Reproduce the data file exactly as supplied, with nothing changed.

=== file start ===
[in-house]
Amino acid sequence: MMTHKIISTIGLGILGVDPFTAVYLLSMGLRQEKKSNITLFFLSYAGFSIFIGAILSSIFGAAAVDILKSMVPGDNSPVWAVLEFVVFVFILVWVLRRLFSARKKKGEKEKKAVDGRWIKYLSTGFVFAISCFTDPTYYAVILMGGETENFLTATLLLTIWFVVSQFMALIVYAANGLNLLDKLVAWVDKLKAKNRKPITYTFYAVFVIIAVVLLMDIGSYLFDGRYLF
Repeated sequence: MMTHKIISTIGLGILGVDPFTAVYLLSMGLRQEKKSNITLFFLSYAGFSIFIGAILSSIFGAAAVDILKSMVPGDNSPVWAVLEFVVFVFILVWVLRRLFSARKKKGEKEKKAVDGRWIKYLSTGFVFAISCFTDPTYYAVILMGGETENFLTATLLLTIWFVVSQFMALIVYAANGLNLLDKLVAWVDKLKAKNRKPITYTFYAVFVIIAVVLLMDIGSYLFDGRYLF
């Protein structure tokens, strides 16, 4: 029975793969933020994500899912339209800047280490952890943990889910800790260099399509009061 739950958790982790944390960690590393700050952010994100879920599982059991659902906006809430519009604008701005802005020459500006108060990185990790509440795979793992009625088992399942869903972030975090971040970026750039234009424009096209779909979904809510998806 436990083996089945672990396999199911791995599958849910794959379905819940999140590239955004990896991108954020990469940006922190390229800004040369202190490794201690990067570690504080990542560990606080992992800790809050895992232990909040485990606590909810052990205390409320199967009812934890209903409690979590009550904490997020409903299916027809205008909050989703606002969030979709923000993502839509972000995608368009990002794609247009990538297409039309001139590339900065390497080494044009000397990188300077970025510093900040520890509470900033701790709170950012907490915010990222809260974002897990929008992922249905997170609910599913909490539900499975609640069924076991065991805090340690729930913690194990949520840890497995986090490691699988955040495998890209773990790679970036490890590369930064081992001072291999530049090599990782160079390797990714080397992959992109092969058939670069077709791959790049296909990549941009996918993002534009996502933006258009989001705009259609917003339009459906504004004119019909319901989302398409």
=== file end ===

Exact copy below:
[in-house]
Amino acid sequence: MMTHKIISTIGLGILGVDPFTAVYLLSMGLRQEKKSNITLFFLSYAGFSIFIGAILSSIFGAAAVDILKSMVPGDNSPVWAVLEFVVFVFILVWVLRRLFSARKKKGEKEKKAVDGRWIKYLSTGFVFAISCFTDPTYYAVILMGGETENFLTATLLLTIWFVVSQFMALIVYAANGLNLLDKLVAWVDKLKAKNRKPITYTFYAVFVIIAVVLLMDIGSYLFDGRYLF
Repeated sequence: MMTHKIISTIGLGILGVDPFTAVYLLSMGLRQEKKSNITLFFLSYAGFSIFIGAILSSIFGAAAVDILKSMVPGDNSPVWAVLEFVVFVFILVWVLRRLFSARKKKGEKEKKAVDGRWIKYLSTGFVFAISCFTDPTYYAVILMGGETENFLTATLLLTIWFVVSQFMALIVYAANGLNLLDKLVAWVDKLKAKNRKPITYTFYAVFVIIAVVLLMDIGSYLFDGRYLF
């Protein structure tokens, strides 16, 4: 029975793969933020994500899912339209800047280490952890943990889910800790260099399509009061 739950958790982790944390960690590393700050952010994100879920599982059991659902906006809430519009604008701005802005020459500006108060990185990790509440795979793992009625088992399942869903972030975090971040970026750039234009424009096209779909979904809510998806 436990083996089945672990396999199911791995599958849910794959379905819940999140590239955004990896991108954020990469940006922190390229800004040369202190490794201690990067570690504080990542560990606080992992800790809050895992232990909040485990606590909810052990205390409320199967009812934890209903409690979590009550904490997020409903299916027809205008909050989703606002969030979709923000993502839509972000995608368009990002794609247009990538297409039309001139590339900065390497080494044009000397990188300077970025510093900040520890509470900033701790709170950012907490915010990222809260974002897990929008992922249905997170609910599913909490539900499975609640069924076991065991805090340690729930913690194990949520840890497995986090490691699988955040495998890209773990790679970036490890590369930064081992001072291999530049090599990782160079390797990714080397992959992109092969058939670069077709791959790049296909990549941009996918993002534009996502933006258009989001705009259609917003339009459906504004004119019909319901989302398409």